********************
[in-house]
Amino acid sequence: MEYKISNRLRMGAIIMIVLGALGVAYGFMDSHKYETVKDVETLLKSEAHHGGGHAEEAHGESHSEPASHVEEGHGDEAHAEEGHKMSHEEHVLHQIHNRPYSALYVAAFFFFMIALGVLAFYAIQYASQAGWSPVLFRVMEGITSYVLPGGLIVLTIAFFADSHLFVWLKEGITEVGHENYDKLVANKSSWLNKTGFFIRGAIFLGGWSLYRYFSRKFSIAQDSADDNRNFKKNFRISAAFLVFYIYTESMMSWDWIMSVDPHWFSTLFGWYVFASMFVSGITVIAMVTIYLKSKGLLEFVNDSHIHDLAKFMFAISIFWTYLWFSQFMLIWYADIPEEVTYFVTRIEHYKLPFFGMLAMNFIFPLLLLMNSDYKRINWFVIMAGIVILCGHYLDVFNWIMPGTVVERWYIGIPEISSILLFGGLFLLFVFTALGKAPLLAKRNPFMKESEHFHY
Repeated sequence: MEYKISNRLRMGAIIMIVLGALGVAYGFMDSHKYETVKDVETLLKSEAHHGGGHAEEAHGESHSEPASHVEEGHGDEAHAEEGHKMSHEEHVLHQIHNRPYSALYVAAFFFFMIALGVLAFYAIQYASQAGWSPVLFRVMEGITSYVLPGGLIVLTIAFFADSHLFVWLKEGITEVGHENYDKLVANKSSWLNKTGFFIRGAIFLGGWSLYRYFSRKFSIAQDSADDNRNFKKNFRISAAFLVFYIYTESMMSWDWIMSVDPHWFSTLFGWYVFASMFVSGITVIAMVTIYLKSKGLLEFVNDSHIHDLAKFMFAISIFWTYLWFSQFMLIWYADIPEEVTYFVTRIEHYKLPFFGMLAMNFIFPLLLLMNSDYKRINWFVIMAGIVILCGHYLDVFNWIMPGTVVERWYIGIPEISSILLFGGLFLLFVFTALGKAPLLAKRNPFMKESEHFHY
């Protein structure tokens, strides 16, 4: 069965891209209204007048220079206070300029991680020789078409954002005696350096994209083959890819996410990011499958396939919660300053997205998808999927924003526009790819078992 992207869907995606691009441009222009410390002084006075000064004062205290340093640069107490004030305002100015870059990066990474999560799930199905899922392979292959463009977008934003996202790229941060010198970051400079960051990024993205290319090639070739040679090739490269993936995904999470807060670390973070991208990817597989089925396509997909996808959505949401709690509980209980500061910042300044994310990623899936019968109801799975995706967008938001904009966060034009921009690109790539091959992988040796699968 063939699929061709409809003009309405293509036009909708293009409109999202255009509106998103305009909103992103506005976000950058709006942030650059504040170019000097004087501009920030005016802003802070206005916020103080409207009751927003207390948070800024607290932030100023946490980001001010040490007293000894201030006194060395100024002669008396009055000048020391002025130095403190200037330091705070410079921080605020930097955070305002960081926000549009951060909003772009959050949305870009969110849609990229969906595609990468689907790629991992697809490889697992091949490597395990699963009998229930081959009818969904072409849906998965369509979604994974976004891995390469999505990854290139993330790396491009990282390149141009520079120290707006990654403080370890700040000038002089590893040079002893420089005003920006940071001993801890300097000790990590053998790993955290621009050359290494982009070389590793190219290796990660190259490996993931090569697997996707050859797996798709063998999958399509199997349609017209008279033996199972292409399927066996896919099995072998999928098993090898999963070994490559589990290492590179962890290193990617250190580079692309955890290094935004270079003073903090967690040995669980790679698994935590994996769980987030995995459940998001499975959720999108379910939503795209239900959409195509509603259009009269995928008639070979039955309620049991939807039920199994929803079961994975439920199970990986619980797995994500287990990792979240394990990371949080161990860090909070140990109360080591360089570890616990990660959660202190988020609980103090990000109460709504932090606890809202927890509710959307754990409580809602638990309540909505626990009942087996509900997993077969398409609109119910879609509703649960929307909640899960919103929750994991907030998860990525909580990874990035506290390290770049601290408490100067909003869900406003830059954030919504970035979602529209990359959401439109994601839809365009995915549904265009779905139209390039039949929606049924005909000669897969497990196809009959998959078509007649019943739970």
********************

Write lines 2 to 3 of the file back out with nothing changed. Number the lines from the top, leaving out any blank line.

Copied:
Amino acid sequence: MEYKISNRLRMGAIIMIVLGALGVAYGFMDSHKYETVKDVETLLKSEAHHGGGHAEEAHGESHSEPASHVEEGHGDEAHAEEGHKMSHEEHVLHQIHNRPYSALYVAAFFFFMIALGVLAFYAIQYASQAGWSPVLFRVMEGITSYVLPGGLIVLTIAFFADSHLFVWLKEGITEVGHENYDKLVANKSSWLNKTGFFIRGAIFLGGWSLYRYFSRKFSIAQDSADDNRNFKKNFRISAAFLVFYIYTESMMSWDWIMSVDPHWFSTLFGWYVFASMFVSGITVIAMVTIYLKSKGLLEFVNDSHIHDLAKFMFAISIFWTYLWFSQFMLIWYADIPEEVTYFVTRIEHYKLPFFGMLAMNFIFPLLLLMNSDYKRINWFVIMAGIVILCGHYLDVFNWIMPGTVVERWYIGIPEISSILLFGGLFLLFVFTALGKAPLLAKRNPFMKESEHFHY
Repeated sequence: MEYKISNRLRMGAIIMIVLGALGVAYGFMDSHKYETVKDVETLLKSEAHHGGGHAEEAHGESHSEPASHVEEGHGDEAHAEEGHKMSHEEHVLHQIHNRPYSALYVAAFFFFMIALGVLAFYAIQYASQAGWSPVLFRVMEGITSYVLPGGLIVLTIAFFADSHLFVWLKEGITEVGHENYDKLVANKSSWLNKTGFFIRGAIFLGGWSLYRYFSRKFSIAQDSADDNRNFKKNFRISAAFLVFYIYTESMMSWDWIMSVDPHWFSTLFGWYVFASMFVSGITVIAMVTIYLKSKGLLEFVNDSHIHDLAKFMFAISIFWTYLWFSQFMLIWYADIPEEVTYFVTRIEHYKLPFFGMLAMNFIFPLLLLMNSDYKRINWFVIMAGIVILCGHYLDVFNWIMPGTVVERWYIGIPEISSILLFGGLFLLFVFTALGKAPLLAKRNPFMKESEHFHY